"the epidemic appeared in New Jersey in 1735, long after the revival movement had been under way there; in Connecticut and Massachusetts, the severity of the epidemic in any given area bears no observable relation to the intensity of the revival in that area, either before or after Whitefield; in New Hampshire the epidemic was all over by 1736, making difficult an explanation of the five-year lapse between its terminus and the beginning of the Great Awakening in the Kingston-Hampton Falls area; and finally, while the epidemic was from four to five times as severe in New Hampshire and Maine as in Connecticut and Massachusetts, it was in the latter area that the revival was most pervasive" (The Great Awakening in New England [Peter Smith Publishers, 1965]).

Edwards himself connected the outbreak of spiritual renewal to a series of sermons he preached on justification by faith, and the unusual conversion of an immoral young lady in the Northampton community (he discretely referred to her as “one of the greatest company-keepers in the whole town” (FN, 12).

(3) Edwards couldn’t help but notice that the revival was, quite literally, the talk of the town: "Other discourse than of the things of religion,” he noted, “would scarcely be tolerated in any company. The minds of people were wonderfully taken off from the world, it was treated amongst us as a thing of very little consequence” (13).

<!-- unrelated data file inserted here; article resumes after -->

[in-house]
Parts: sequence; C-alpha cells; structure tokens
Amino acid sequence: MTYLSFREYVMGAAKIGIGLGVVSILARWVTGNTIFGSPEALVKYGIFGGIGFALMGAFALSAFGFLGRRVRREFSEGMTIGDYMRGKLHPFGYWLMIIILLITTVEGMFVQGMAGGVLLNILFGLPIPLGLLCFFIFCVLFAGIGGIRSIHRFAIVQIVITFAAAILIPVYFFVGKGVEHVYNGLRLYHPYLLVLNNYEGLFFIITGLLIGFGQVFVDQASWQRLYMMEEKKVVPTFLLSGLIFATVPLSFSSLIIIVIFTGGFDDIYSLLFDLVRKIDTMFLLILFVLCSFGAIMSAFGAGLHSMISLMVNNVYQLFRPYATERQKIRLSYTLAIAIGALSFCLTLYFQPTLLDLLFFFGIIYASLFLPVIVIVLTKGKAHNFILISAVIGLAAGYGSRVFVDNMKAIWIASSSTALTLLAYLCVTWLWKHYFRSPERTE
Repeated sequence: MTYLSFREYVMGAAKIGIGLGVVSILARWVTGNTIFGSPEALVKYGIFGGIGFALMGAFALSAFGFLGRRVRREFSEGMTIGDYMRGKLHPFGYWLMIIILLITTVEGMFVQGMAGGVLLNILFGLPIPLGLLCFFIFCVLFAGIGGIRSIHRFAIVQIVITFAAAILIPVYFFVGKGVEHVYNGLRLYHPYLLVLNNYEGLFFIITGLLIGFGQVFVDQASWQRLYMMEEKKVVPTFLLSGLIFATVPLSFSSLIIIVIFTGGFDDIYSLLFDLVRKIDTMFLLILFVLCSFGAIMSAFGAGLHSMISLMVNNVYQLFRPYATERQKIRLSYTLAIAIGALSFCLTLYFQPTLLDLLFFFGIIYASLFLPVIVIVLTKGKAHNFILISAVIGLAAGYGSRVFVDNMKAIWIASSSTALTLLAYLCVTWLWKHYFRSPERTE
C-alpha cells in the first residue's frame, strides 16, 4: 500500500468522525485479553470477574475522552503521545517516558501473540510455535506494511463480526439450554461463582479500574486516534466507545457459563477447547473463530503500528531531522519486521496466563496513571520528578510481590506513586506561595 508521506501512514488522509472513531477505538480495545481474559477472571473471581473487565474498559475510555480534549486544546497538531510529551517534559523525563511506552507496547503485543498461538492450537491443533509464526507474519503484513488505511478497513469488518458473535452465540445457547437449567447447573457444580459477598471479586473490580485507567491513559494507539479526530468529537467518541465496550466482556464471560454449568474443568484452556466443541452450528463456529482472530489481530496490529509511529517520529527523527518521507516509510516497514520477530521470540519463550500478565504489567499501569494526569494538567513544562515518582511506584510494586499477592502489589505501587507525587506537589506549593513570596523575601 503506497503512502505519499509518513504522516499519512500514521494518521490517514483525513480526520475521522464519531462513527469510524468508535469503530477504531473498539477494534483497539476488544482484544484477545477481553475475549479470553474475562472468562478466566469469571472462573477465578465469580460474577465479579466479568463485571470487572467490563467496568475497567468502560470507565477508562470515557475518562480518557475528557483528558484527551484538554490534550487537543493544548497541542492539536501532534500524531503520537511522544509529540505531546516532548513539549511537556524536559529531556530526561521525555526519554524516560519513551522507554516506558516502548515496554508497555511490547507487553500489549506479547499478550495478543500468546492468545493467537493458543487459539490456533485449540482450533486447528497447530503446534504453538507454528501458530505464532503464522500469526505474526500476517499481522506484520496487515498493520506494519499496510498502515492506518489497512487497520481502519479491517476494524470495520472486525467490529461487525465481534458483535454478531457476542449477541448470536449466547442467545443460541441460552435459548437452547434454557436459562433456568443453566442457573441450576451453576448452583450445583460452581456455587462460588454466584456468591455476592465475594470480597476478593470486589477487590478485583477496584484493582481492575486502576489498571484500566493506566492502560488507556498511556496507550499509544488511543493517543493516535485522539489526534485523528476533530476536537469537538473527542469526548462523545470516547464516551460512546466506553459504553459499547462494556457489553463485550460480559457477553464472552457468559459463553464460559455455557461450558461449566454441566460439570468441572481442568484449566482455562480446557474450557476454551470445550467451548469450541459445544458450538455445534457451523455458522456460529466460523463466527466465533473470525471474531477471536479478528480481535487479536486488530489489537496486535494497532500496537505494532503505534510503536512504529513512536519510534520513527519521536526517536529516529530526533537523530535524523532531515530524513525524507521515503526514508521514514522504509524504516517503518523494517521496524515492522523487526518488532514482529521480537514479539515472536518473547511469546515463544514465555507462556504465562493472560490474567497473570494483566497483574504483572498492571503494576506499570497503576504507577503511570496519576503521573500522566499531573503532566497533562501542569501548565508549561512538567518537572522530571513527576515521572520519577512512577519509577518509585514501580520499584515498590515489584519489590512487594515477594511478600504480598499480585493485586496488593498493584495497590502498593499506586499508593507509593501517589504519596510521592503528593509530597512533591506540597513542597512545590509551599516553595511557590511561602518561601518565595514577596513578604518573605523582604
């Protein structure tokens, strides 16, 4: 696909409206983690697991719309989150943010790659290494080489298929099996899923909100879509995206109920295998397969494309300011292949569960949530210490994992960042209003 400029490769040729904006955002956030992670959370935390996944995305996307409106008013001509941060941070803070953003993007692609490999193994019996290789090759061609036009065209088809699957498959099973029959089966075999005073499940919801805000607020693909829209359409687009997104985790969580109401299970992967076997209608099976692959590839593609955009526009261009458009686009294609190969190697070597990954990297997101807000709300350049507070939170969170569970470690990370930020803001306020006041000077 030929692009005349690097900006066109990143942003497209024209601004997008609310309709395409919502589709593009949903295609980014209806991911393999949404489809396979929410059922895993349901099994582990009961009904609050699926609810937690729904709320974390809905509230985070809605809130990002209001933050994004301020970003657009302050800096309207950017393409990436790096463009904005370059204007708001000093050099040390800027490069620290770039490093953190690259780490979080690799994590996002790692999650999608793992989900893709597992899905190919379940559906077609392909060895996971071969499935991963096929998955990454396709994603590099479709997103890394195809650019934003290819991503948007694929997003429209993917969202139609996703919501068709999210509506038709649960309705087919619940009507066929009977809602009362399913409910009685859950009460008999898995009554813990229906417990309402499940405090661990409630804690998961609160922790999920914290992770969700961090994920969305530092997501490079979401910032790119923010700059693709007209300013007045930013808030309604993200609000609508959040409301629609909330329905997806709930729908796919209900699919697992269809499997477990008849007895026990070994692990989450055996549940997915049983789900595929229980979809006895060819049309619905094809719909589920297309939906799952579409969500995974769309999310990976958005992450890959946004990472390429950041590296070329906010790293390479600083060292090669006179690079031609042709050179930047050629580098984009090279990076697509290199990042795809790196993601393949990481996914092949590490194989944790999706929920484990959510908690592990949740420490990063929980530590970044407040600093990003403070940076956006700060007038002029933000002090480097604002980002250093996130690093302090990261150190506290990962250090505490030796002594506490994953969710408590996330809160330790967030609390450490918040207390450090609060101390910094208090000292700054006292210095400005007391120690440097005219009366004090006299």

People were inclined to neglect their daily affairs, or at least subordinate them to the higher interest of the state of their souls. “They seemed to follow their worldly business, more as a part of their duty, than from any disposition they had to it; the temptation now seemed to lie on that hand, to neglect worldly affairs too much, and to spend too much time in the immediate exercise of religion” (13). Their primary concern “was to get the kingdom of heaven, and every one appeared pressing into it. The engagedness of their hearts in this great concern could not be hid, it appeared in their very countenances” (13).

(4) Edwards was especially impressed by the widespread impact of the awakening, citing more than thirty other communities where signs of renewal occurred. As for Northampton, “there was scarcely a single person in the town, old or young, left unconcerned about the great things of the eternal world” (13). There was also a remarkable transformation in the worship of God. “Our public praises,” he observed, “were then greatly enlivened. . . . [People] were evidently wont [inclined] to sing with unusual elevation of heart and voice, which made the duty pleasant indeed” (14). Above all else, the person of Jesus Christ became central in the thoughts and concerns of those involved.